6. I love that this recipe is not too big. Most I have found make twice this much dough. It worked very well for me. I made a variation, substituted 3/4 cup fine almond meal for the same amount of flour. The texture is not as fine but I love the flavor. I call it my Marzipan Cookie. I used the six petal flower from the set that comes with the Oxo cookie press and put an almond slice in the middle. For a beginner It’s a good idea the use a dye with a less detail pattern. I do not sift my flour but I do spoon it into the cup, tap lightly then level with a knife. I use non-stick cookie sheets and do not freeze them. I found I got condensation on the sheet when frozen and it made things worse. You just need the right recipe…Thanks.

  7. I struggled with this recipe: The dough seemed too stiff to press – Does this recipe call for it to be sifted flour? I followed everything exactly (yes, I weighed the flour).

  8. Awful I followed the recipe step by step. Tasted terrible very difficult to get out of the cookie press baked one Bach would not come off the cookie sheet threw all the dough away!

    • Sorry to hear these didn’t work for you! It sounds like you may have had too much flour in the dough. Did you weight out the ingredients or make any other substitutions? Also, if you were having issues with the cookies sticking to the naked cookie sheets I recommend using parchment or a silicone baking mat which helps immensely!

  9. When did 1 3/4 cups flour equal 8 ounces? I used part Splenda for the sugar. I added a bit of water as the mixture was too dry. The cookies did turn out okay and I do have an OXO cookie press.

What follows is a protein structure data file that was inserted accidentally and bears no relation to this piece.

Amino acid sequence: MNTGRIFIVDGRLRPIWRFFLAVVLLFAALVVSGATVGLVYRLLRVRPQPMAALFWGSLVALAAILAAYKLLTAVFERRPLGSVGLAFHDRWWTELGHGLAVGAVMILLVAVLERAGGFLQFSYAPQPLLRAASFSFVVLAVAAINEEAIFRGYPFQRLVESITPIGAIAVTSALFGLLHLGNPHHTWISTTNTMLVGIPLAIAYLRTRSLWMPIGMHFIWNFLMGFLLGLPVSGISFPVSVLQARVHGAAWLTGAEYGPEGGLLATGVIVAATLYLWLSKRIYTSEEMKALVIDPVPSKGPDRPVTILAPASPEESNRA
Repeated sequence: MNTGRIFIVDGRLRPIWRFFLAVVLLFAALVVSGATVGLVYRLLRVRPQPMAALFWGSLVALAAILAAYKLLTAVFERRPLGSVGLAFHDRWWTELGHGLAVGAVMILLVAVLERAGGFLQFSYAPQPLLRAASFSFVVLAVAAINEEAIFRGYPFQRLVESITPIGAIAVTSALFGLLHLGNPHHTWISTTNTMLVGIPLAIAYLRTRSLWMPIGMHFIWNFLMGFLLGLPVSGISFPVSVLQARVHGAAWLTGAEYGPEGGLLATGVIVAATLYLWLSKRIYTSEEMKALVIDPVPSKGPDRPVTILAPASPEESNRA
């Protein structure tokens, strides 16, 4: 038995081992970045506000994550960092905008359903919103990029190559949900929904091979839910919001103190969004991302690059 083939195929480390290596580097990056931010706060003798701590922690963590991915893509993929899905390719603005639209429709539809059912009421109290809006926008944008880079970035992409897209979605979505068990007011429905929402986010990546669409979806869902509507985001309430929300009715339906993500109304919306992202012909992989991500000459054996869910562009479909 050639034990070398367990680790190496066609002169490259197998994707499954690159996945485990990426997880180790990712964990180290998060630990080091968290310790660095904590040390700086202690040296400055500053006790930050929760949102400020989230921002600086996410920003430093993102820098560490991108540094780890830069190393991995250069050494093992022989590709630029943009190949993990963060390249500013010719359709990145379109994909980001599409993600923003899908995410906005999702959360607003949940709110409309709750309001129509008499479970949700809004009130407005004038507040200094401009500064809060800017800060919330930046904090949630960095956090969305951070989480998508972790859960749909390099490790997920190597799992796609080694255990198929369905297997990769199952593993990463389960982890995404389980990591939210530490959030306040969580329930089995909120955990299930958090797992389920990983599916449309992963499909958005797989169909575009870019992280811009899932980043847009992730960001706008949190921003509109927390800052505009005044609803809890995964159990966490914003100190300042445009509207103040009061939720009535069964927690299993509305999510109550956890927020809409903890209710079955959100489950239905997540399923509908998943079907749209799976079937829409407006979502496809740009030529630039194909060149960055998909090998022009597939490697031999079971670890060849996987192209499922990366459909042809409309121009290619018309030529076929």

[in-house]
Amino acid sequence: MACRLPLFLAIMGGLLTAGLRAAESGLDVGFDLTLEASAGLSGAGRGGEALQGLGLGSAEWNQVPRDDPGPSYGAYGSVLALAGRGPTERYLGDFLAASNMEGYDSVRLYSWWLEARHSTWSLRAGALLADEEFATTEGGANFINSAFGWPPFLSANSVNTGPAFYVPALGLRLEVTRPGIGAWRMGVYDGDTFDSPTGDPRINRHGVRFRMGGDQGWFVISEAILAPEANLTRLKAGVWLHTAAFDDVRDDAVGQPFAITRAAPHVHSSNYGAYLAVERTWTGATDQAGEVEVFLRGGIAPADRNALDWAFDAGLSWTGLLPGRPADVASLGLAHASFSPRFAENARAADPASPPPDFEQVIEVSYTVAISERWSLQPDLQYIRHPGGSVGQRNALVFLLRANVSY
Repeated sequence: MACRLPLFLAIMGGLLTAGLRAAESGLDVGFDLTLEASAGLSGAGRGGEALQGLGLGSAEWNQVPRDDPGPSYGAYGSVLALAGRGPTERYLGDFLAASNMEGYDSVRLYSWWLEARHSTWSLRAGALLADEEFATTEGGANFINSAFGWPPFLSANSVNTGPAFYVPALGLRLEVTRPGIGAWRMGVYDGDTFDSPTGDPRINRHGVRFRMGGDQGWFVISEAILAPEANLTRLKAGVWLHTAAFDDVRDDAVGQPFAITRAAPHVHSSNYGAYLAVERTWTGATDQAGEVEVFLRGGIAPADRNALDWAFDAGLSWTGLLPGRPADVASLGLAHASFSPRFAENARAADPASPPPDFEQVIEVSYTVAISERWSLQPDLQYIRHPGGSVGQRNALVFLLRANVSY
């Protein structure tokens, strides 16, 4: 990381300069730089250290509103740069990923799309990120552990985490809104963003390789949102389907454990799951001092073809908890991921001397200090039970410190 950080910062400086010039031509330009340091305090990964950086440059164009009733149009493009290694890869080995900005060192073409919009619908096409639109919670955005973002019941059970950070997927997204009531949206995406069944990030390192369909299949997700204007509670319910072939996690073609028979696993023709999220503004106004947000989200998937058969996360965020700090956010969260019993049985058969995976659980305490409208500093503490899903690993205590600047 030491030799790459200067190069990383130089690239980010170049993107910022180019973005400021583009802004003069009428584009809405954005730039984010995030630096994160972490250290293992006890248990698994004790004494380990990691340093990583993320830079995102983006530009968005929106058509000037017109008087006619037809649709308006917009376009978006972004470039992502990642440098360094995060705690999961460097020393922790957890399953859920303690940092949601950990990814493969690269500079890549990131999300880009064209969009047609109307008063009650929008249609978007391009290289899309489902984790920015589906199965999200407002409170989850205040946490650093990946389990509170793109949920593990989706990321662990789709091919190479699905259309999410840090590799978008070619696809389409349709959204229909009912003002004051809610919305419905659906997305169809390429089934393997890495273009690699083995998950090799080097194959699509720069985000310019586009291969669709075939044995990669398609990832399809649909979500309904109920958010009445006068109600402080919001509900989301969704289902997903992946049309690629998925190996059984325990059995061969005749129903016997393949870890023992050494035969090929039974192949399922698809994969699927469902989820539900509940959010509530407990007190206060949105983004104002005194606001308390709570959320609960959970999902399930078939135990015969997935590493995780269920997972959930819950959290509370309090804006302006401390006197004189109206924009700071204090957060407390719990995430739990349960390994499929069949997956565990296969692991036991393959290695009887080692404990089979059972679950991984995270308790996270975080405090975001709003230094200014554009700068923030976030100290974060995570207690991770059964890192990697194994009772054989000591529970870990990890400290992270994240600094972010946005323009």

10. How did you get this color. What color did did you use. Thanks

  11. thank you for these and for modernizing them too! I have memories like yours about a family cake recipe, and yep, written on an index card, but alas not found in years so still trying each year to get the recipe from memory to match the taste in my memory, but hasn’t worked yet! Anyway, thank you for this recipe!

  12. Beautiful looking cookies ….. that turquoise colour is just marvellous! And thanks for introducing me to Spritz Cookies. I have my eye on that OXO cookie press now!

  13. Spritz cookies have always been one of my favorites, A) because of the name, because it’s just a HAPPY name; and B) because of their simple deliciousness; and C) because of their magical shapes. These cookies embody the spritz cookie magic for sure!

  14. Thank you so much Linsday for updating Bettie’s recipe! And directions! What a concept. Bettie would be very pleased with this new version, and Bob would run out and order the OXO cookie press (we called it a “cookie gun”) for the Landis Department Store. I will make some tonight.

  15. Your grandmother made these in giant batches and the recipe I have calls for a pound of butter to begin with. “Bake about 10 min. at 350. ” Yours are so beautiful. I love the snowflake pattern and multi color dough. As I remember, Bettie used sprinkles or candied fruit pieces in the center.
    Love, Auntie Bet